By Sue Gilbert, MS Nutritionist
All the charts on the walls, all the pyramids on the refrigerator won't turn your kids healthy eaters like getting their hands and imaginations into will. Get kids involved with food, make food connect to everyday experiences, and help them to see food as a part of culture, history, art or science.
Ideas for Little Children
The younger crowd has not yet been bombarded with nutrition facts and figures, or an overload of "eat it, it's good for you". They are still receptive and open to experiencing food. If you can set aside a small space in the kitchen and a small bit of your tolerance and patience (they are going to make a mess and waste some food) then they will begin to learn about food inside and out, while you sneak in a few comments about nutrition.
A Place of their Own
In a lower cupboard set aside at least the lower shelf for use by your baby and toddler. Supply it with the kitchen tools they need. Yogurt containers with lids, an old oatmeal box, plastic bowls, plastic measuring spoons, wooden spoons, rubber spatulas, plastic cookie cutters, rolling pin, plastic measuring cups and plastic pour spout containers, are all good material to start with. Only their imagination and yours limit how they will be used.
Salt Dough Sculptures
If you haven't already discovered salt dough, you will be more than happy with this new discovery. Together you and your children can mix up the dough, then you can set them to work molding, sculpting, rolling and cutting, pounding and squishing.
Directions: Mix flour and salt, add water until mixture holds together like dough, knead. This dough will keep in the refrigerator for a few days if stored in plastic.
Once the final shape has been decided, bake it in a warm oven (200 to 250) until dry. Thicker pieces will take longer and may be better air-dried. Once dried kids can paint the dough. Some great ideas are hand impression plaques, cookie cutter ornaments, animal sculptures, beads, and free form shapes.
Fruit or Vegetable People
Use raw, edible fruits and vegetables. Use toothpicks (under supervision with young ones) or peanut butter to put the pieces together. Some people you can make:
Fill a couple of zip lock sandwich bags with dried beans, offer a target and allow a little beanbag tossing. Better yet, sew your own beanbag with a fabric that your child picks out!
In a big bowl mix together 1 package yeast, 1.5 cups warm water, 1 tablespoon of sugar, and 1 tablespoon of salt. Stir in 4 cups of white flour and 2 cups of whole-wheat flour. Knead on a counter dusted with flour until the dough is smooth. Shape into animal shapes, brush with a beaten egg and sprinkle with a little salt. Bake in the oven for 15 minutes at 425 degrees.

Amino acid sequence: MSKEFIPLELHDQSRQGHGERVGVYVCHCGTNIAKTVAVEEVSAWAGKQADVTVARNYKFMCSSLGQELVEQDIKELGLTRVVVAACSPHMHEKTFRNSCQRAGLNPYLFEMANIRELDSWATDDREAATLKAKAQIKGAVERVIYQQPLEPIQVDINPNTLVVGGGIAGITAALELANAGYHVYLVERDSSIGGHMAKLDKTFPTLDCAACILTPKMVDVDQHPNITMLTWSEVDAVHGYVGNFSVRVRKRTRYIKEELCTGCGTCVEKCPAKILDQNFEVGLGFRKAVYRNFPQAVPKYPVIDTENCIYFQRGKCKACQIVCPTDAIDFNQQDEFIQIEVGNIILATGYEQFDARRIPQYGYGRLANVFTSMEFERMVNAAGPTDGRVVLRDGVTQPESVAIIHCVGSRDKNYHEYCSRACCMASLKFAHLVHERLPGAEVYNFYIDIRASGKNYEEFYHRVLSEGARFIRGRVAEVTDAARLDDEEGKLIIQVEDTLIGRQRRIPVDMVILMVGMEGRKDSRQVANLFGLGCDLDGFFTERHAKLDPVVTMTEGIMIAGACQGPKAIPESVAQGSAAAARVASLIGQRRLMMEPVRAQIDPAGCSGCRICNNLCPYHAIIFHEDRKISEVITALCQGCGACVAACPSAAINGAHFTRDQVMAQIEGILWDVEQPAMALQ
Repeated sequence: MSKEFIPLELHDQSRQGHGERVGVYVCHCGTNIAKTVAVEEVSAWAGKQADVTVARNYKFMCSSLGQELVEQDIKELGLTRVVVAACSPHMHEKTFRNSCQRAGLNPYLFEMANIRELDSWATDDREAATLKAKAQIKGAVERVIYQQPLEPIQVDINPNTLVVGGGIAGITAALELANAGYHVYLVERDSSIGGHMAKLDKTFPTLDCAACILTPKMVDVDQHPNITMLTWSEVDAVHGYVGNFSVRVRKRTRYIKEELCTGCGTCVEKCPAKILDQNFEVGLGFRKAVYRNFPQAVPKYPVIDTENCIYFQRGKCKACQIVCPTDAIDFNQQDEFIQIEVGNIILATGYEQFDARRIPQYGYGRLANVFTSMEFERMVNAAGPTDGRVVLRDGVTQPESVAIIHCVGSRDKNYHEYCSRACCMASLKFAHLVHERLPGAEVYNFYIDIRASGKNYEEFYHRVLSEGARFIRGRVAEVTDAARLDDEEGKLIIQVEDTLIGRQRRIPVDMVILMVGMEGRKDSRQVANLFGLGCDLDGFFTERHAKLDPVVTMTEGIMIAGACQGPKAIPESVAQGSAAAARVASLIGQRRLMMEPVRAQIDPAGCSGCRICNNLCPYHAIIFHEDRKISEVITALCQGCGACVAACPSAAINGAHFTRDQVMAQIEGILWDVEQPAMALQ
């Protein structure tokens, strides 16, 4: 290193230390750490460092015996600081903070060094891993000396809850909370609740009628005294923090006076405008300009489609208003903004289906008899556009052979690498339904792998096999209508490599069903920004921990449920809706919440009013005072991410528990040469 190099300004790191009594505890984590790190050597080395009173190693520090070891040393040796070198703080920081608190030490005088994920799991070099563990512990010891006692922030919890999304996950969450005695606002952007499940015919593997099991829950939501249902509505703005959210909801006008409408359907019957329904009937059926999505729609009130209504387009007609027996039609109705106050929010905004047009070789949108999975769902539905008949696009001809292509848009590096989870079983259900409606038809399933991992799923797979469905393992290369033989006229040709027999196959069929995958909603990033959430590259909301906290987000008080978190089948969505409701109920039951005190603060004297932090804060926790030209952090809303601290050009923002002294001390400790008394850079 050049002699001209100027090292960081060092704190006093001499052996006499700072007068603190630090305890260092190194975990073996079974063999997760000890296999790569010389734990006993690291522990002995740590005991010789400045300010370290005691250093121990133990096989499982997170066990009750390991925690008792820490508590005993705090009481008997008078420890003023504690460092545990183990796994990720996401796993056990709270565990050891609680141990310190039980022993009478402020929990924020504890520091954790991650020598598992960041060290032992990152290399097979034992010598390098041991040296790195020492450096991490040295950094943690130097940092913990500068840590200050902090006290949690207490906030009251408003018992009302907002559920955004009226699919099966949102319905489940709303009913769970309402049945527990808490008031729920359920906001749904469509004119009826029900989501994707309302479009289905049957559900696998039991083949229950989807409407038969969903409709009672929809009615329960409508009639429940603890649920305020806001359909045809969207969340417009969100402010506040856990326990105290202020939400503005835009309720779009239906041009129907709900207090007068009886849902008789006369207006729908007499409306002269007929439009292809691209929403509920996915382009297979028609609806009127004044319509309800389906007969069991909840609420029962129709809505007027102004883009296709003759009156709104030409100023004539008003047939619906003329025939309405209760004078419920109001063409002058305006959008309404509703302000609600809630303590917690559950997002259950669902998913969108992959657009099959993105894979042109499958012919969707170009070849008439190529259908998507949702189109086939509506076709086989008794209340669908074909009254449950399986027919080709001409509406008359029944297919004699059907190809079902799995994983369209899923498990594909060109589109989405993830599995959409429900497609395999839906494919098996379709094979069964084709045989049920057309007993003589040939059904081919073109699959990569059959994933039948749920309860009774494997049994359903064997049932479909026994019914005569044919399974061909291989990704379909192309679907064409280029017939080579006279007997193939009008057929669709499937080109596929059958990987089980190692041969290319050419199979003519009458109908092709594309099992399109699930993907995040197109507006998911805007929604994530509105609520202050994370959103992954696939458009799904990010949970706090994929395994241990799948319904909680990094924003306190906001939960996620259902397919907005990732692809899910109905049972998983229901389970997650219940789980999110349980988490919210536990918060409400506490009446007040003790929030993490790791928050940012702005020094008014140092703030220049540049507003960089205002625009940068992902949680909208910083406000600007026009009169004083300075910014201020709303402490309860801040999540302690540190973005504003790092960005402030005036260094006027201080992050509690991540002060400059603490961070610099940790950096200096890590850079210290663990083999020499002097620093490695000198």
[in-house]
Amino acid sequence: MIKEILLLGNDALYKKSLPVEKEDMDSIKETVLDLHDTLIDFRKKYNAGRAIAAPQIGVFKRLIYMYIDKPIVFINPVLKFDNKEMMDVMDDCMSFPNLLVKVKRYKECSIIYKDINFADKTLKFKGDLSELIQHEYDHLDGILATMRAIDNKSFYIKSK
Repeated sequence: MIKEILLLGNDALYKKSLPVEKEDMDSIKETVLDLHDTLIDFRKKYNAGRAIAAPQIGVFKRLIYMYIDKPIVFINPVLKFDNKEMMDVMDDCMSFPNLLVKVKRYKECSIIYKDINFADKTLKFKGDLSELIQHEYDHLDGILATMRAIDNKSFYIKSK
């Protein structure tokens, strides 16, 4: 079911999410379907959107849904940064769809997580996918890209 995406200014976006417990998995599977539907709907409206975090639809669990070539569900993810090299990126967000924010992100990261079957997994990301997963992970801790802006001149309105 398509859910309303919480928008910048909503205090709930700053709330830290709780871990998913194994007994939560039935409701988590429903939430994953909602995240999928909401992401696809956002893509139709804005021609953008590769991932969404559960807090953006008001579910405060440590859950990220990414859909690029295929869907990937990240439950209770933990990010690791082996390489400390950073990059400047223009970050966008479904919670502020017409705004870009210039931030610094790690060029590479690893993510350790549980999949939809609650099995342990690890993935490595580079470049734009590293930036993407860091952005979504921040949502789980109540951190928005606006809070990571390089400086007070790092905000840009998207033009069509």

You can find some wholesome ones that require only an egg and milk to be added - an easy project with quick results.
Ideas for Older Children
Older children enjoy a little bit more responsibility and sophistication in their kitchen projects. Tired of hearing about which foods are good for them and which foods are not. Other aspects of food may help keep them interested while deepening their knowledge of food.
The Cultural Approach
For example, rent the movie Ghandi and order take out food from the local Indian restaurant. Kids may be more apt to try this new cuisine while watching the movie than under normal circumstances. This also makes a meal more special and allows kids to make a better connection between cultural food and people. This same idea can be applied to any age group. Making use of some classic old movies, try these ideas (or make the connections yourself with movies your children enjoy) How about Mary Poppins and a tea party with scones and tea ? The Sound of Music and some cheese fondue would be wonderful fun. Here is a fondue recipe that contains no wine (like the traditional recipe) and is easy enough for most kids to make, or help make.
Directions: Heat the milk in the top of a double boiler until simmering. Mix the flour and the grated cheese (it helps keep the cheese dispersed while melting instead of ending up in a big blob to sink to the bottom of the milk). Drop the cheese by handfuls into the hot milk and stir until the cheese is all melted and bubbly. Place the double boiler (or put into a fondue pot) and put in the middle of the table with the basket of bread cubes. Using fondue forks or regular forks, spear the bread and dip into the cheese.
The Economic Approach
This is a bigger project and will take lots of involvement on your part. Give your child a certain sum of money and allow them to plan, shop, and prepare a meal. Some preparation for this is to make sure you have some kid friendly recipes around the house. This can be a good experience learning about the price of food, why some people may end up going hungry, and how difficult it can be to make a budget work.
Back to Nature Approach
The best way to help children appreciate good food is to have them grow it themselves. Even the smallest of garden plots or patio planters will provide a big lesson in how food is grown and harvested. And nothing inspires vegetable eating like growing and picking it yourself.